Space is quite tight in the Electron, and I couldn't find a good place to fit in a model B sized Raspberry Pi without having to cut away a lot of the case. To avoid that, I went for the smaller model A+. This was before the release of the even smaller Raspberry Pi Zero, which would also be an option for future builds.
The A+ is a cut down version, smaller than the B/B+/2, but with less processor cores, less RAM, and without the combined USB hub and USB-LAN chip. The lack of the associated LAN jack and the double USB sockets makes it quite low profile. This is ideal for the Electron, where I used the limited space of the expansion port. The A+ was positioned so the HDMI connector faced outwards, this also gave access to the headphone / composite video jack, should that be required.
The model A+ only has a single USB port, and it needs to have several, at least one external, and one internally for the USB keyboard controller. I again raided my assortment of unusual USB hubs, and here I have a 4 port hub. It's short lead plugs directly into the Pi. It has 3 ports on one side, which will face out of the expansion slot, and one on the side to which the USB keyboard controller can be connected.
The microSD power connector is also on the edge of the Pi, but hidden behind the plastic of the case. That's fine by me as I am not a fan of those. The Pi is quite susceptible to voltage dropouts, and there are still too many poor quality phone chargers out there. I rarely use those to power the Pi. I used to fit 5V DC input jacks to my Raspberry Pi casemods, but now I usually have a DC-DC converter inside and a 12V input, which is far less critical (7V-16V). Here I can use a slight twist on that approach.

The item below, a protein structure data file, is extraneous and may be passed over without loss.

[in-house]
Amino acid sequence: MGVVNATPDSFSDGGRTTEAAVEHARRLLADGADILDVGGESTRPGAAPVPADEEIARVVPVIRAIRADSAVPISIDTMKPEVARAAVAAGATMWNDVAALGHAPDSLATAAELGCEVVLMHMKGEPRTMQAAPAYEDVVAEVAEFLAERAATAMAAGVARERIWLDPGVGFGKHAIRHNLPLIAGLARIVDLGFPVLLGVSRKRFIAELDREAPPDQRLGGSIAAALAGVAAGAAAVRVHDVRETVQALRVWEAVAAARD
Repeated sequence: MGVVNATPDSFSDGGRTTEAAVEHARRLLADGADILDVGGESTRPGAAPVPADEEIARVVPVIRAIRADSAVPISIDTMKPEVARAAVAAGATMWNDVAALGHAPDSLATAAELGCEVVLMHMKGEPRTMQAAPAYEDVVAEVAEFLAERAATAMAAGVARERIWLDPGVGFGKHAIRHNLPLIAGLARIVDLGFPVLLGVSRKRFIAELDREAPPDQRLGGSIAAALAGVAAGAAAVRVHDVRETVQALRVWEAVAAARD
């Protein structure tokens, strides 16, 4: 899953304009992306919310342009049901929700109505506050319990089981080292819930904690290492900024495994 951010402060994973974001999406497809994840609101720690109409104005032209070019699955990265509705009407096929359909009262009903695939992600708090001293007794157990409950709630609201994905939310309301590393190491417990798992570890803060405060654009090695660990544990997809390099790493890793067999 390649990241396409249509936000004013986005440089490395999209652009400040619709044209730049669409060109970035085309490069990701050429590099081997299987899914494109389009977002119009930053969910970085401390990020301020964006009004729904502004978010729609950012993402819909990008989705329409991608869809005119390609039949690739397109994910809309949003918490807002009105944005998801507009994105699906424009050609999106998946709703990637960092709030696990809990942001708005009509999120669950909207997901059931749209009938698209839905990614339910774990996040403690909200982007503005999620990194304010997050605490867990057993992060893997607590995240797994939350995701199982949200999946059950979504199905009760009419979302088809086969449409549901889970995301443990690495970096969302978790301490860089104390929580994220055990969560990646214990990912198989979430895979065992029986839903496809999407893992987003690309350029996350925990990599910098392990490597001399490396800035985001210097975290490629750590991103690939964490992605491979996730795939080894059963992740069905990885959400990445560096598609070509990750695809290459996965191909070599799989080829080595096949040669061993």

The Acorn Electron has an unusual power supply arrangement with an external 19V AC power supply, and a switch mode regulator inside which generates 5V and -5V for the Electron. This donor Electron still had a working power supply, so why not use that. I have left it in place and made an adapter cable to connect this to the Pi. It provides a nice stable 5V supply and can supply up to 1.5A which would be more than enough for the Pi and a few accessories.
The caps on there are high quality Nichicon brand, which is probably why it is still working, they all tested fine. Externally, the original 19V AC Electron power supply could still be used, but it works just as well with a 12V 1A DC power supply which is more easily available.
The finished result all fits within the case of the Electron, from left to right, the USB keyboard controller, 4 port hub, Raspberry Pi model A+, and the original Acorn Electron switch mode power supply.